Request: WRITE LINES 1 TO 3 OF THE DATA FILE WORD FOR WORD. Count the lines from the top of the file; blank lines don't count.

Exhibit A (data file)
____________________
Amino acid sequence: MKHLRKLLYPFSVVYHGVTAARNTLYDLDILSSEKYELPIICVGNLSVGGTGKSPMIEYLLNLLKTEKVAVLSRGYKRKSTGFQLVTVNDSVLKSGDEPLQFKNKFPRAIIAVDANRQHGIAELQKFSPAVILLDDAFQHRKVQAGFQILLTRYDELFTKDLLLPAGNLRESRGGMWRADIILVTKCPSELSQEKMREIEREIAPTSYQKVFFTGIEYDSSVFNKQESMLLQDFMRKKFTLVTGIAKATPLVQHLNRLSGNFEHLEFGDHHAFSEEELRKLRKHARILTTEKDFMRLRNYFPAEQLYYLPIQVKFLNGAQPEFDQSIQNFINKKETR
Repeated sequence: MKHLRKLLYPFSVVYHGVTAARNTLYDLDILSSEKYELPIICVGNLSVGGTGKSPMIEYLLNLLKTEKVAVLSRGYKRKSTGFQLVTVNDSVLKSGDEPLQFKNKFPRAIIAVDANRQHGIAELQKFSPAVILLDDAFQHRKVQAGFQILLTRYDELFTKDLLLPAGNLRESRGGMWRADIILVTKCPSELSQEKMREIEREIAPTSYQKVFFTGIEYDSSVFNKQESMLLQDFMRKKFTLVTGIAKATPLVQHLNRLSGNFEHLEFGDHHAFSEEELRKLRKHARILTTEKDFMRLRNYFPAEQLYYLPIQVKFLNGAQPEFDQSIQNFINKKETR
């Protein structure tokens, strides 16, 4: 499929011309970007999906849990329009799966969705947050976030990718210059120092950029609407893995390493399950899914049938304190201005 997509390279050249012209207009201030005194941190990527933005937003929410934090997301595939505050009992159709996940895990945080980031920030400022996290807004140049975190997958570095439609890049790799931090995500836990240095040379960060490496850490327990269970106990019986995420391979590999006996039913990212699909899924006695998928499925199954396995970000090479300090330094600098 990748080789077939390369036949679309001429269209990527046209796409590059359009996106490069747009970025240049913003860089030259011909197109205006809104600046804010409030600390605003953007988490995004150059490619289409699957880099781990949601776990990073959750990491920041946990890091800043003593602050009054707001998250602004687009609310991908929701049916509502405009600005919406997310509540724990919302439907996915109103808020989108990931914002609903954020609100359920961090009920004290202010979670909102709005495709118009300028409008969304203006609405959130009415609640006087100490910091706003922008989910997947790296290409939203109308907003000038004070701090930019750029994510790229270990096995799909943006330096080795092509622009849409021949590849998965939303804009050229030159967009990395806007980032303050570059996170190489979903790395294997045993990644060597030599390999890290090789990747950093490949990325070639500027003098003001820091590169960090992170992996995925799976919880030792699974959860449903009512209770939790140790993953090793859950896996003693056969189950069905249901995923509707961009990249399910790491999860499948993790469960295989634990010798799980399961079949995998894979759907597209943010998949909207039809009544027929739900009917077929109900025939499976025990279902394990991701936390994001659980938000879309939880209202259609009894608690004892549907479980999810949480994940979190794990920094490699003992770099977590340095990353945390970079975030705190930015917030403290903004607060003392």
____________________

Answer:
Amino acid sequence: MKHLRKLLYPFSVVYHGVTAARNTLYDLDILSSEKYELPIICVGNLSVGGTGKSPMIEYLLNLLKTEKVAVLSRGYKRKSTGFQLVTVNDSVLKSGDEPLQFKNKFPRAIIAVDANRQHGIAELQKFSPAVILLDDAFQHRKVQAGFQILLTRYDELFTKDLLLPAGNLRESRGGMWRADIILVTKCPSELSQEKMREIEREIAPTSYQKVFFTGIEYDSSVFNKQESMLLQDFMRKKFTLVTGIAKATPLVQHLNRLSGNFEHLEFGDHHAFSEEELRKLRKHARILTTEKDFMRLRNYFPAEQLYYLPIQVKFLNGAQPEFDQSIQNFINKKETR
Repeated sequence: MKHLRKLLYPFSVVYHGVTAARNTLYDLDILSSEKYELPIICVGNLSVGGTGKSPMIEYLLNLLKTEKVAVLSRGYKRKSTGFQLVTVNDSVLKSGDEPLQFKNKFPRAIIAVDANRQHGIAELQKFSPAVILLDDAFQHRKVQAGFQILLTRYDELFTKDLLLPAGNLRESRGGMWRADIILVTKCPSELSQEKMREIEREIAPTSYQKVFFTGIEYDSSVFNKQESMLLQDFMRKKFTLVTGIAKATPLVQHLNRLSGNFEHLEFGDHHAFSEEELRKLRKHARILTTEKDFMRLRNYFPAEQLYYLPIQVKFLNGAQPEFDQSIQNFINKKETR
């Protein structure tokens, strides 16, 4: 499929011309970007999906849990329009799966969705947050976030990718210059120092950029609407893995390493399950899914049938304190201005 997509390279050249012209207009201030005194941190990527933005937003929410934090997301595939505050009992159709996940895990945080980031920030400022996290807004140049975190997958570095439609890049790799931090995500836990240095040379960060490496850490327990269970106990019986995420391979590999006996039913990212699909899924006695998928499925199954396995970000090479300090330094600098 990748080789077939390369036949679309001429269209990527046209796409590059359009996106490069747009970025240049913003860089030259011909197109205006809104600046804010409030600390605003953007988490995004150059490619289409699957880099781990949601776990990073959750990491920041946990890091800043003593602050009054707001998250602004687009609310991908929701049916509502405009600005919406997310509540724990919302439907996915109103808020989108990931914002609903954020609100359920961090009920004290202010979670909102709005495709118009300028409008969304203006609405959130009415609640006087100490910091706003922008989910997947790296290409939203109308907003000038004070701090930019750029994510790229270990096995799909943006330096080795092509622009849409021949590849998965939303804009050229030159967009990395806007980032303050570059996170190489979903790395294997045993990644060597030599390999890290090789990747950093490949990325070639500027003098003001820091590169960090992170992996995925799976919880030792699974959860449903009512209770939790140790993953090793859950896996003693056969189950069905249901995923509707961009990249399910790491999860499948993790469960295989634990010798799980399961079949995998894979759907597209943010998949909207039809009544027929739900009917077929109900025939499976025990279902394990991701936390994001659980938000879309939880209202259609009894608690004892549907479980999810949480994940979190794990920094490699003992770099977590340095990353945390970079975030705190930015917030403290903004607060003392």